This is the first time I have tackled Anne Frank, as there is a bittersweet notion to this story when you consider how it ends. It is especially tragic when you realise that Anne and her family, along with four others, lived reasonably normal lives for two years in their secret home in her father's warehouse. Also, the fact that their lives ended so close to the close of the war makes it even more poignant.
Anne Frank, who had dreams of becoming a writer, shows that she has a great skill for it. Even the most mundane activities become interesting with her telling, and the fact that she could keep her story interesting throughout this work when her family never once went outside their hiding place is a testament to her talent.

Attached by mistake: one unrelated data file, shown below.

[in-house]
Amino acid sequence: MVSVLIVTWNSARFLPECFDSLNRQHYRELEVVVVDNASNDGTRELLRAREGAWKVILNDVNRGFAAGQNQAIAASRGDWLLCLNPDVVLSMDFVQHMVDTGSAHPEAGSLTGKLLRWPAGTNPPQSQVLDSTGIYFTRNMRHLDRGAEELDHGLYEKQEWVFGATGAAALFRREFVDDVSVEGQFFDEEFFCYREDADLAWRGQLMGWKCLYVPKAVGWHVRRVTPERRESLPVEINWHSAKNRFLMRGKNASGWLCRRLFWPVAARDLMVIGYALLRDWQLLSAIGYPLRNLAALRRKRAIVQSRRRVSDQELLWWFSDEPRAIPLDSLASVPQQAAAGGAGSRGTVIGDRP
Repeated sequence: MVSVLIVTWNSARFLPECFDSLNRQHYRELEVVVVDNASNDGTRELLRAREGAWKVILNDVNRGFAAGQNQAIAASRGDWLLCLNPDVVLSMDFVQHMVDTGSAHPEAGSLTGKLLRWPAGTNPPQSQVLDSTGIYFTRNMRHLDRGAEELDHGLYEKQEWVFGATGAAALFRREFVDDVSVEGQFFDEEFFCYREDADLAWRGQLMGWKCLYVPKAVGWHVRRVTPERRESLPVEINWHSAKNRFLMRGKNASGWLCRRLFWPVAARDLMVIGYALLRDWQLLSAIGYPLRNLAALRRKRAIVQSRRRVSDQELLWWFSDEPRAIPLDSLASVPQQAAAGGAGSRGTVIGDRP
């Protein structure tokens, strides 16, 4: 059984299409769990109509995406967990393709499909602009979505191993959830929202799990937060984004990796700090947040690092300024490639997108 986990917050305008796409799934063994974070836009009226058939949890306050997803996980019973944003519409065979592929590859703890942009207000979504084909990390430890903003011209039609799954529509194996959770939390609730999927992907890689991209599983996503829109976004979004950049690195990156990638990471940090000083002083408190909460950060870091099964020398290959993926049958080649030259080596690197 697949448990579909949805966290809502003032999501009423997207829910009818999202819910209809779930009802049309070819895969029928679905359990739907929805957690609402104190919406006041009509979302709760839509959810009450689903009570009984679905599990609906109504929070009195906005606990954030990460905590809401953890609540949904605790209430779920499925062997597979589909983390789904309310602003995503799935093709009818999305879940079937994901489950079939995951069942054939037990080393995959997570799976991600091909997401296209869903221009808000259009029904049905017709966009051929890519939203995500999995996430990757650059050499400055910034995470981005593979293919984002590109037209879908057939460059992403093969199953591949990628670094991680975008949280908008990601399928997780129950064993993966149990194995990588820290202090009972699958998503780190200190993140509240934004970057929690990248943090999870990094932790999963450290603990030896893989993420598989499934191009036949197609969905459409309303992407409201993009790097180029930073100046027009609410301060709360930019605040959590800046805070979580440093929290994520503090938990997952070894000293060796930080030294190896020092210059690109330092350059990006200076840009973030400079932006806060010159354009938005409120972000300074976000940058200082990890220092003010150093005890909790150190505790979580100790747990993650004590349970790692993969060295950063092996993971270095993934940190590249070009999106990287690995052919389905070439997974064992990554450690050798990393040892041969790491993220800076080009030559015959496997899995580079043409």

While the book begins with her as a moody teenager, over the course of her story, it becomes clear she is maturing. She still has fits of moodiness, of course, but considering her life is at risk, requiring her to live inside and hidden from the world around her, it's no surprise she was moody and depressed. Surviving in such a situation for so long would take a lot of strength.
This may be officially for young readers but if you haven't tried Anne Frank's story yet, this may be a good place for you to start.